G-Cloud iv is upon us - and there are significant changes. The absorption into the Government Procurement Service (GPS) will boost resources, and an improved invitation to tender process has clearer instructions on how to access suppliers.
The use of two tender submission processes will help streamline the exchange of services. G-Cloud has achieved real success in meeting its primary objective of helping government bodies to access IT services from SMBs. However, beneath the shiny veneer, issues remain.
G-Cloud spend, including G i, G ii and G iii, totalled £44.7m by the end of August; there is still work to be done to reach £120m by 2014-15 as promised by Denise McDonagh. Of the 832 suppliers 83 per cent are SMBs, but only 55.3 per cent of total sales by value and 63.4 per cent by number were awarded to SMBs.
Established large suppliers are still taking almost half the pot.
Of course, public sector organisations are notoriously risk averse, preferring to select known and trusted suppliers. This can be expensive and stifle innovation, which is why the government mandated a 'cloud first' policy in May.
G-Cloud seeks to provide the reassurance and access necessary to connect with vetted SMB suppliers, but the open marketplace concept at the heart of the Cloudstore initiative has been compromised.
Some of the largest suppliers are using SMB partners as little more than shopfronts to deliver services.
Moreover, those same suppliers can afford to sell low with loss-leading services to get their foot in the door.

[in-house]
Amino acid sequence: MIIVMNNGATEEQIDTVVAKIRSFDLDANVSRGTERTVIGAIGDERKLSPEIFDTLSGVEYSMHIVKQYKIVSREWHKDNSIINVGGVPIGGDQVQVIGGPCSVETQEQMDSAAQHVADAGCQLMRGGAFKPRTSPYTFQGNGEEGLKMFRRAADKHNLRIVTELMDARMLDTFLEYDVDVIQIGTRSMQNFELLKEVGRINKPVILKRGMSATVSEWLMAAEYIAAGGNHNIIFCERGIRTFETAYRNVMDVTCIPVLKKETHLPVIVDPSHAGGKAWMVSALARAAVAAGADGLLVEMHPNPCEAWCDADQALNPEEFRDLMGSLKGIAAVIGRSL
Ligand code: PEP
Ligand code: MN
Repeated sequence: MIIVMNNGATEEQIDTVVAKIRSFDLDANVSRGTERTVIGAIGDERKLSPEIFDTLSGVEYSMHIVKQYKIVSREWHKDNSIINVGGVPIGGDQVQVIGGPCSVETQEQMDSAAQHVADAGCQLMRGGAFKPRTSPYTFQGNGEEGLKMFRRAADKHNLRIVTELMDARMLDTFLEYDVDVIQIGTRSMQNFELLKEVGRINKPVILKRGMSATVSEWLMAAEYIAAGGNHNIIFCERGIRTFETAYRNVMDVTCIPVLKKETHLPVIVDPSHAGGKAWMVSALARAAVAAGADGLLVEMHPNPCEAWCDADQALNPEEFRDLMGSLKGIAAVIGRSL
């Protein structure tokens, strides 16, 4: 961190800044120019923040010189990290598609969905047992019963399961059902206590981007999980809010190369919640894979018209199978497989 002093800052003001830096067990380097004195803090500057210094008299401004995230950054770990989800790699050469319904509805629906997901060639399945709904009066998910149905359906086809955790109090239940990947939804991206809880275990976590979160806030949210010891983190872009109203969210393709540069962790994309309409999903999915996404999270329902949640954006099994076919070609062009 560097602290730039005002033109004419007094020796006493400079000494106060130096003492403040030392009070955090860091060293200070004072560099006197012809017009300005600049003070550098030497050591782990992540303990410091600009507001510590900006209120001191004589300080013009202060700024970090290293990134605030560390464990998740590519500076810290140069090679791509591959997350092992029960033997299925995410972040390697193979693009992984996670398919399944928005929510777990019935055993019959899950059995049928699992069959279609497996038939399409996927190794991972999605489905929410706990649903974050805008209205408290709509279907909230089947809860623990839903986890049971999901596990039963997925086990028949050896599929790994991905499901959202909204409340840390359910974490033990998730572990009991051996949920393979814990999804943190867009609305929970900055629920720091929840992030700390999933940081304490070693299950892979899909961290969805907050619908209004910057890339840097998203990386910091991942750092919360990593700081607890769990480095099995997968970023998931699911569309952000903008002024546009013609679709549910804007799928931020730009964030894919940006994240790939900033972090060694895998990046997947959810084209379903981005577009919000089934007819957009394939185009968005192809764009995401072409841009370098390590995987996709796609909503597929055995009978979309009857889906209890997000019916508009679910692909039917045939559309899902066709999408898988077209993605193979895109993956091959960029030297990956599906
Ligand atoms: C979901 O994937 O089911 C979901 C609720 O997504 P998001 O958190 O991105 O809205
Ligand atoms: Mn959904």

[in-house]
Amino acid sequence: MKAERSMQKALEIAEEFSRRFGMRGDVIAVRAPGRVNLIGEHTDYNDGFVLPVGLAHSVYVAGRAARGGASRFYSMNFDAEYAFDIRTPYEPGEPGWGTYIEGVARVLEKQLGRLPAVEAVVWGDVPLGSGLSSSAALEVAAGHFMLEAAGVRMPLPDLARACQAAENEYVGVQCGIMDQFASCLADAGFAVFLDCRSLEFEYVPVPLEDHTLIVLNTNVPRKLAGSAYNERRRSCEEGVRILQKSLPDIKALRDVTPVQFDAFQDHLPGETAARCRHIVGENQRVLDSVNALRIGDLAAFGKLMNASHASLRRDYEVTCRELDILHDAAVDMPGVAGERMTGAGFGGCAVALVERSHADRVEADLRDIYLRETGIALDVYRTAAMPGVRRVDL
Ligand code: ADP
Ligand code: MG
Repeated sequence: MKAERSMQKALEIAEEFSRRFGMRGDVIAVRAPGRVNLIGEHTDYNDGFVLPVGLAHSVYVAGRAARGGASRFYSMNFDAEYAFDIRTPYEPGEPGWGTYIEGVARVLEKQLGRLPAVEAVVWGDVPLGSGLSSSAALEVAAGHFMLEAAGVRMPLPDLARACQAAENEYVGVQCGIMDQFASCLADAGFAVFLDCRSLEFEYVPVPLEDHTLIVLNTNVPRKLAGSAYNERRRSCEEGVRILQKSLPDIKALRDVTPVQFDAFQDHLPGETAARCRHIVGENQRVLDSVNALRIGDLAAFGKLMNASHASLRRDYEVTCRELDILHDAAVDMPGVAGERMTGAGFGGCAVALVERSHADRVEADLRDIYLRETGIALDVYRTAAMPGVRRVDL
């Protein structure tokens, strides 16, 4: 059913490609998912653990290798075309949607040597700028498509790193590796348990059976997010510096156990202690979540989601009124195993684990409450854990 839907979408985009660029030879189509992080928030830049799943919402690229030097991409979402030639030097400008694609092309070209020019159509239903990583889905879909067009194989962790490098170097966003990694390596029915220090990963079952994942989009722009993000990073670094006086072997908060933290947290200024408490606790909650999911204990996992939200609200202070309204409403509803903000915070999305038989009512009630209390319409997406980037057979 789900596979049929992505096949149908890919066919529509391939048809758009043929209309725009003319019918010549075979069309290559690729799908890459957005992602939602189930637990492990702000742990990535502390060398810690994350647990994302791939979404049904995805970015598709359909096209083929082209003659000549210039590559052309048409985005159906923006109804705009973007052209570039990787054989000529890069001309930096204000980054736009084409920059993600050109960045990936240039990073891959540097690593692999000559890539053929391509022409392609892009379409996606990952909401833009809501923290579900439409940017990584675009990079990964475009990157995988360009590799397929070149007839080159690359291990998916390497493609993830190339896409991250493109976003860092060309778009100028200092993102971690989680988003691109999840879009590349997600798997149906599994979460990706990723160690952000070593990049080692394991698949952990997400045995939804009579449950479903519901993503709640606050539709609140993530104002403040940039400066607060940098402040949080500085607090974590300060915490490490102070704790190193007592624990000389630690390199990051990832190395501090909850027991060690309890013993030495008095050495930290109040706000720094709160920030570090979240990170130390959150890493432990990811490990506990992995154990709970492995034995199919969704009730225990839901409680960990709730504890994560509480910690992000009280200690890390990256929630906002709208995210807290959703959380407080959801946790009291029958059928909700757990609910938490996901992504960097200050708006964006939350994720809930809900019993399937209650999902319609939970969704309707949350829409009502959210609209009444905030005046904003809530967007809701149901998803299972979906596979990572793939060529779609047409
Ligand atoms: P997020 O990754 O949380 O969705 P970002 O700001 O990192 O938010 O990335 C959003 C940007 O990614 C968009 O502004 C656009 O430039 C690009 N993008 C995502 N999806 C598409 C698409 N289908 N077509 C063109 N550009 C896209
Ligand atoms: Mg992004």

The protracted tender process has also been a sticking point for SMBs. Hopefully, the changes incorporated in
G iv will address this as there are two key improvements under the Agile development framework to ensure supplier compliance.
First, the GPS eSourcing suite will handle responses to mandatory questions that form part of procurement regulations, and then we will see the Government Digital Service (GDS) submission portal used for the mandatory upload of documents to the Cloudstore.
These are certainly steps in the right direction, given the long procurement processes of the past.
Suppliers of services will be able to offer accredited services to the Public Sector Network (PSN) community via the ‘network of networks' model. But many SMBs are locked out of the PSN, while their larger counterparts already have access via its precursor, the Government Secure Intranet (GSI). To gain access, one must jump through a great many hoops.
Those selling PSN-available services and those seeking formal accreditation must negotiate a complex range of processes, codes and accreditation requirements; in short, a transition or PSN on-boarding process that will place further demands on resources, unless the SMB seeks assistance from a third party.
The government's ambitious but laudable aim is for 25 per cent of contracts to go to the SMB sector by 2015. Achieving this will require further advances.
Delivery mechanisms must become more transparent; government will need to look at the quality of controls around the delivery of awarded contracts - as well as pricing - to prevent large suppliers pricing SMBs out of the market, and SMBs will need assistance to overcome procurement obstacles and to get on the PSN.
G-Cloud has flattened the landscape for IT services delivery to government. Any organisation willing to go through the application processes and comply with the requirements now has a chance of winning contracts. But the scales are still tilted one way, so G-Cloud must continue to evolve with SMBs helping one another, particularly when it comes to negotiating the PSN.
Louise Dunne is managing director of Auriga
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